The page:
Today’s Family: Screen time

I’ve researched this topic for some time mostly to prove to my kids — now 18 and 22 — that too much screen time is not good. At least that’s what I thought. I knew about 11 years ago that this “Facebook” thing was going to be a problem when I threatened to deactivate my daughter’s account as a consequence of misbehaving. I thought my then 11-year-old daughter was going to implode at the thought of not being able to “visit” with her friends — all 200-plus of them!

I intuitively knew this punishment wasn’t the best solution, but it wasn’t until I witnessed her extreme reaction that I knew this was going to be an epidemic. I had to begin defining what was going to be my role as a parent and counselor.

That said, there are pros and cons. Let’s start with the statistics.

According to the American Academy of Pediatrics, the average American child, age 8-18, spends seven hours and 38 minutes per day plugged into some sort of screen. By the age of 7, a child born today will have spent one full year’s time watching screen media. Almost 75 percent of children aged 2 and younger have access to some type of “smart” mobile device at home. Thirty percent of households admit to leaving their television on even when no one’s watching, exposing children to almost 4 hours of background television on a typical day.

You Do The Math

If kids sleep eight hours a night, attend school and other activities for 8-9 hours, and text about a hundred messages a day, opportunities for real-time face to face time become scant.

Although it’s easy to criticize our kids, we as adults are just as guilty. Who bought their devices, and who are they modeling? Are we spending far too much time on our cell phones texting and calling while driving, telling our children, “Don’t you dare do this.”

We’ve replaced board games with cable TV and electronics. We don’t even go for an outing to the mall anymore, instead, we shop online. The frontal lobe and now cerebral cortex of the young brain is developing without the ability to learn empathy or problem solve.

As long as your children are living at home, it’s not too late to become more active in guiding them in healthy directions. Screen time usage becomes a question of how much is too much, and more importantly, what is being missed when our faces are in a screen?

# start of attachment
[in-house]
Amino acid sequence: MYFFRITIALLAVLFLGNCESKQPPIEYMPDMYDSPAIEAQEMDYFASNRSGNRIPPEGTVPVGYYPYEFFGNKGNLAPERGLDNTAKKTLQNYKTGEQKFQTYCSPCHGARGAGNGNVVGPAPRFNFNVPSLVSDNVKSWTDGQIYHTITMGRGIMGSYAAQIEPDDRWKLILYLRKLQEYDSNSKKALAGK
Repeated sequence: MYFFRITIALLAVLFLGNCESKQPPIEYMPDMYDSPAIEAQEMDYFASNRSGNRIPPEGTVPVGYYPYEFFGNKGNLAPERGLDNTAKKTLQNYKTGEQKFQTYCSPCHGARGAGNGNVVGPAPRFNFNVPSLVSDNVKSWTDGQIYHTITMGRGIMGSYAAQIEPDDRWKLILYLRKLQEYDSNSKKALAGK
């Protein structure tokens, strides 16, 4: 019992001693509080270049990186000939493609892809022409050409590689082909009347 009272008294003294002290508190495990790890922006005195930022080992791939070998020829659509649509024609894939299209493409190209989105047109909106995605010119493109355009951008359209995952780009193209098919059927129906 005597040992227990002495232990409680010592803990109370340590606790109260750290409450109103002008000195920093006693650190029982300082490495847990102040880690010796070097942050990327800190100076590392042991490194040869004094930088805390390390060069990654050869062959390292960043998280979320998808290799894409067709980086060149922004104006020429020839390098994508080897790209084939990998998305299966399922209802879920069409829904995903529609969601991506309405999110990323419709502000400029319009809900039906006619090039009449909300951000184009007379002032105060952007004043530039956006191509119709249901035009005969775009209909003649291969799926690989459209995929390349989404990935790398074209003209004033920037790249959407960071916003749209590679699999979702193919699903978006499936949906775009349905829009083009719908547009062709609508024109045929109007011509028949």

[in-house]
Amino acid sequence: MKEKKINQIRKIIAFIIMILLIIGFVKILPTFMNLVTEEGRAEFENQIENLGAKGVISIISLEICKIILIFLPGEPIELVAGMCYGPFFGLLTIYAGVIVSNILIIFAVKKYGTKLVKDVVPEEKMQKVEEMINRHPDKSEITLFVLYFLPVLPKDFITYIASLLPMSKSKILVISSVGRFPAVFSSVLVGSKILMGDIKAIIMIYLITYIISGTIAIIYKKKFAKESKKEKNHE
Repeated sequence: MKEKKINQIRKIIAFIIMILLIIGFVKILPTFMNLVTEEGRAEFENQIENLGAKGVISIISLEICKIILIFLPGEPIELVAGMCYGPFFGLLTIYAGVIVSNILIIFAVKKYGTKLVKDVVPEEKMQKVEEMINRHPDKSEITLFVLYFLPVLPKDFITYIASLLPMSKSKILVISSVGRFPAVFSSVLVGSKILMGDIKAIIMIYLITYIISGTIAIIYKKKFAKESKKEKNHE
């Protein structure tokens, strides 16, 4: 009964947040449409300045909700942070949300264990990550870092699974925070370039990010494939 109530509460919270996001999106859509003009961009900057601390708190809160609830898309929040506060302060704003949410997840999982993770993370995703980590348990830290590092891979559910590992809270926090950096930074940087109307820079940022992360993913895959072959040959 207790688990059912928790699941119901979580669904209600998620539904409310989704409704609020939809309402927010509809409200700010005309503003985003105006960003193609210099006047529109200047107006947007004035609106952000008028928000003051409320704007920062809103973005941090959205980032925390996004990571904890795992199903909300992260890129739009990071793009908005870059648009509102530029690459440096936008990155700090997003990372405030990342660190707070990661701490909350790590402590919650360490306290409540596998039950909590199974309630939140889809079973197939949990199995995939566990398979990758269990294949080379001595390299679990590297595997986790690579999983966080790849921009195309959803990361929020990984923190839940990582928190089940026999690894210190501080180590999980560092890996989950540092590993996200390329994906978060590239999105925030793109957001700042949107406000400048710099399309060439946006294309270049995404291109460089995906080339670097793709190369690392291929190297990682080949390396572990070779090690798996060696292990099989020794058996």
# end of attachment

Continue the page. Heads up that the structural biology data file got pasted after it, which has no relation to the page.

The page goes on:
Some Strategies

Create viewing guidelines: 1. What factual data is my child learning from this program? 2. What kind of character traits is it seeking to build? 3. How does this program treat family members? 4. Is it consistent with our family values?

Growing up in a hyper-connected world, kids admit they would rather text than talk. Encourage them to open up by saying “tell me more.” They will want to put down their screens if you allow them to have a point of view. Include the kids in creating a family plan around screen time. Set rules around use, incorporate contracts, or try No Tech Tuesdays.

Free play should be non-screen. Give kids space to use their imagination. They are used to instant gratification and access to cures from their “boredom.” The art of patience is lost when efforts are immediately rewarded.

Also, try playing “unplugged” games that stimulate the brain and help kids predict another’s view, like card or board games. Role-playing and dress up also help them step into another’s shoes.

Look for teachable moments. This cannot happen when everyone’s face is in a screen — unless you are doing it together — i.e. reading and discussing a recent news article, or looking at Facebook photos with each other. The most cherished times your children will remember are the times they spent with you, not their phone. They might not admit it though, so you have to make it happen.

Another way to facilitate the development of your child’s social skills is to have regular family dinners. Find it impossible to have dinner together? Schedule family meeting times or discuss in the car, at bath time, or bedtime. These occasions are critical to teaching your children social skills.

Do not use your phone or iPad as an electronic babysitter. (I know this is a tough one.) Use screen time as a reward or consequence. Technology is not totally to blame, but the impact on the growing mind and heart of a child is undeniable. Grateful kids realize the world doesn't revolve around their wants and needs. Cultivating a thankful heart in your child has become a lost art.

Another hint is to look out for mood changes. When children spend too much time playing video games, especially if they are playing violent games, they will often become grumpy, easily-angered, impatient, and argumentative. Try taking away their devices and see what happens. Notice how other social behaviors maybe not outward anger but withdrawn, no desire to do anything, secluded, or low communication.

It’s never too late to make a difference.

** The opinions expressed are those of the author and do not necessarily reflect those of the ownership or management of Chadds Ford Live. We welcome opposing viewpoints. Readers may comment in the comments section or they may submit a Letter to the Editor to editor@chaddsfordlive.com

 

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About Kim Engstrom

Kim Engstrom is a certified mental health counselor and mother of two located in Kennett Square. Online Counseling and Walk and Talk Therapy now available. For questions or more information on this topic visit www.KimEngstrom.com or Facebook at Kim Engstrom and KE Counseling Services. A complimentary 30-minute discovery call or in office meeting is available to all first-time clients to discuss your family goals.

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